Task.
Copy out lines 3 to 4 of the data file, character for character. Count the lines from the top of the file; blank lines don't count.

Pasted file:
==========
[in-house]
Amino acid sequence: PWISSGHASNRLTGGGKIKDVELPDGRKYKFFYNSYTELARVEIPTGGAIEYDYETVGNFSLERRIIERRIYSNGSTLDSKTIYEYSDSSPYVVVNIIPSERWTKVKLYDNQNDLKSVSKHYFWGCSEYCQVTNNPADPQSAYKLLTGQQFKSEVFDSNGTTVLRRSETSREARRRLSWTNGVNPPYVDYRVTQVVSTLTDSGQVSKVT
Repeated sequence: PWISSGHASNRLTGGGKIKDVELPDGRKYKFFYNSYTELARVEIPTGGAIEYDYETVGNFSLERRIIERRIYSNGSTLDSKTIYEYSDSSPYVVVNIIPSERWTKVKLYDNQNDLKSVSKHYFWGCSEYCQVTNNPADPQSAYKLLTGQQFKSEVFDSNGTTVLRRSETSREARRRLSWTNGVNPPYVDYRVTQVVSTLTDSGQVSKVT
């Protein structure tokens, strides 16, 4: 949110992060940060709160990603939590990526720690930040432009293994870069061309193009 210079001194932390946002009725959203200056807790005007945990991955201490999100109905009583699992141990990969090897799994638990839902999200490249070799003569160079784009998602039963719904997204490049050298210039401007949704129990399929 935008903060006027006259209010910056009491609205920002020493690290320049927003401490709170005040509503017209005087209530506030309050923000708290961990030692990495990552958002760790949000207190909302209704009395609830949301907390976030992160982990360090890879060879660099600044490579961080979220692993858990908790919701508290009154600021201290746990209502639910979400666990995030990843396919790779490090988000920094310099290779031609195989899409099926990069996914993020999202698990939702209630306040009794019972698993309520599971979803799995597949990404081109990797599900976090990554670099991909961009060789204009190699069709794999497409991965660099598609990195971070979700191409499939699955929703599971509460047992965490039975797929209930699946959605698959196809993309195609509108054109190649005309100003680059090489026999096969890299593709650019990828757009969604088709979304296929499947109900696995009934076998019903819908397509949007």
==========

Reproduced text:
Repeated sequence: PWISSGHASNRLTGGGKIKDVELPDGRKYKFFYNSYTELARVEIPTGGAIEYDYETVGNFSLERRIIERRIYSNGSTLDSKTIYEYSDSSPYVVVNIIPSERWTKVKLYDNQNDLKSVSKHYFWGCSEYCQVTNNPADPQSAYKLLTGQQFKSEVFDSNGTTVLRRSETSREARRRLSWTNGVNPPYVDYRVTQVVSTLTDSGQVSKVT
């Protein structure tokens, strides 16, 4: 949110992060940060709160990603939590990526720690930040432009293994870069061309193009 210079001194932390946002009725959203200056807790005007945990991955201490999100109905009583699992141990990969090897799994638990839902999200490249070799003569160079784009998602039963719904997204490049050298210039401007949704129990399929 935008903060006027006259209010910056009491609205920002020493690290320049927003401490709170005040509503017209005087209530506030309050923000708290961990030692990495990552958002760790949000207190909302209704009395609830949301907390976030992160982990360090890879060879660099600044490579961080979220692993858990908790919701508290009154600021201290746990209502639910979400666990995030990843396919790779490090988000920094310099290779031609195989899409099926990069996914993020999202698990939702209630306040009794019972698993309520599971979803799995597949990404081109990797599900976090990554670099991909961009060789204009190699069709794999497409991965660099598609990195971070979700191409499939699955929703599971509460047992965490039975797929209930699946959605698959196809993309195609509108054109190649005309100003680059090489026999096969890299593709650019990828757009969604088709979304296929499947109900696995009934076998019903819908397509949007």